We haven’t yet named our project yet although our goals have always been clear: (1) to listen to the villagers’ personal experiences of the two great floods of 2010 and 2012; (2) to demonstrate how Hydr and Resettling the Indus are teaching the villages new ways to rebuild their lost and damaged houses; (3) to show how ancient and new knowledge will lead to a self-sustaining economy; (4) to record the resilience that has fostered growing confidence and hope among the people of these flood-ravaged villages.

We spent three very long days and two very short nights shooting the film for this documentary.  Our team consisted of four women and three men plus a driver.  We traveled approximately six hundred miles including 50 or so miles on extremely rough village roads, the remainder on the chronically clogged and chaotic Grand Trunk Road.  Our return to Lahore took 12 hours partly due the roads being blocked by an anti-police protest which involved a dead body being deliberately left on a charpoy (more about charpoys in an upcoming post) at a major intersection.

My plans to blog from the village were unrealistic: consistent with Pakistan’s endemic energy crisis, we had very few hours of electricity each day while the generator, operational for only an hour at a time, was used to charge the batteries for our equipment.  Our living quarters were in the schoolhouse, the four women in one room and the rest of the crew, the drivers and the RTI people in three other rooms.  We had one outdoor basin for washing and three lavatories, two of them “desi” or Indian style.  We had brought some sandwiches and biscuits with us but our other meals were very graciously supplied by the villagers.  I complimented the woman who had made one of our evening meals—ground rice roti and spinach curry.  She told us that she had cooked the meal on a wood fire with light provided by her mobile phone.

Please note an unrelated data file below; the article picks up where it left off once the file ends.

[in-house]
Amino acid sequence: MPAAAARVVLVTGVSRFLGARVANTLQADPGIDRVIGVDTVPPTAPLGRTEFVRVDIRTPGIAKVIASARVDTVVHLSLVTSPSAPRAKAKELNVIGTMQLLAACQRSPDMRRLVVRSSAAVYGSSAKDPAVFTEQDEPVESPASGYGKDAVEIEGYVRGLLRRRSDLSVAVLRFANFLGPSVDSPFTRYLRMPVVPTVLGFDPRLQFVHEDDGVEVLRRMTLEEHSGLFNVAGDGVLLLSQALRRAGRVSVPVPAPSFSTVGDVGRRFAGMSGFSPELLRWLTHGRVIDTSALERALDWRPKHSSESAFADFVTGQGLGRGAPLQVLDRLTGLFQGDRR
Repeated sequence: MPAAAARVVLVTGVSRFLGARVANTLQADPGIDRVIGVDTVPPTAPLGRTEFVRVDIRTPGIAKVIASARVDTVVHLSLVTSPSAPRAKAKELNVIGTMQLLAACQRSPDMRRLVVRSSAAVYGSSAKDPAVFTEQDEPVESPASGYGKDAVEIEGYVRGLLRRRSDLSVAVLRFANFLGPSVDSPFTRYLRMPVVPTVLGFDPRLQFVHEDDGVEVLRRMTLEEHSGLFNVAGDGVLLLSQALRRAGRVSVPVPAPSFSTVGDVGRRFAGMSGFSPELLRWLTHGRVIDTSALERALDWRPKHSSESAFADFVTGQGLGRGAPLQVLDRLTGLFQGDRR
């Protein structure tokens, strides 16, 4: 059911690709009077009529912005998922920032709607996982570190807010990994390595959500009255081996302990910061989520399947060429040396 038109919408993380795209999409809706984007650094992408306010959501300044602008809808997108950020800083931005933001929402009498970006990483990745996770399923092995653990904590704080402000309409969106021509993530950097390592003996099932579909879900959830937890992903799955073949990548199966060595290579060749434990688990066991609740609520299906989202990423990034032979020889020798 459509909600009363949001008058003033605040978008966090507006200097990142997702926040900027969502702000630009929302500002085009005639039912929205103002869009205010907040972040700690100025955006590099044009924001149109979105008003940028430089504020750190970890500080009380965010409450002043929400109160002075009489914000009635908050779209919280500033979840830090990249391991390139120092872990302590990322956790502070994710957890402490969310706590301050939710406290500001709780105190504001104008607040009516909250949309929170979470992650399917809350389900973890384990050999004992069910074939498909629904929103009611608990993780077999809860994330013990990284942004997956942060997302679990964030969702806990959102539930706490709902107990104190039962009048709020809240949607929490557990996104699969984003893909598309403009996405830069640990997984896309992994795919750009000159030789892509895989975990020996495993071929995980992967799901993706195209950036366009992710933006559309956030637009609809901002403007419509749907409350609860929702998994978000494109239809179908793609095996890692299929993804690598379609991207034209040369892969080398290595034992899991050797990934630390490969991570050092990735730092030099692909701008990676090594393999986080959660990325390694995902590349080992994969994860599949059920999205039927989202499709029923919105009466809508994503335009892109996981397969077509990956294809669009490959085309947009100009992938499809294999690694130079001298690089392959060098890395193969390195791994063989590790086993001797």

The electricity problem in this country is of truly cataclysmic proportions: not just an oppressive inconvenience, it robs the people of their livelihood and drags them into the Middle Ages.  Deprived of maximizing their productivity, they expend their energies making do, rather than prospering.  It’s not just a rural problem—the cities are as afflicted but they have more access to generators.  Yes, of course, solutions abound, solar energy being the most obvious, but corruption, politics and mismanagement have  so far prevented them from rising beyond failed policies.

Here are some pictures of the people we saw.  More coming up in the next few days.

Villagers standing around

Villagers standing around

Baby in hammock hanging from charpoy

Baby in hammock hanging from charpoy

Men with goats on motorbike in village

Men with goats on motorbike in village

Village elder told us he is 120 years old

Goarherd who told us he is 120 years old

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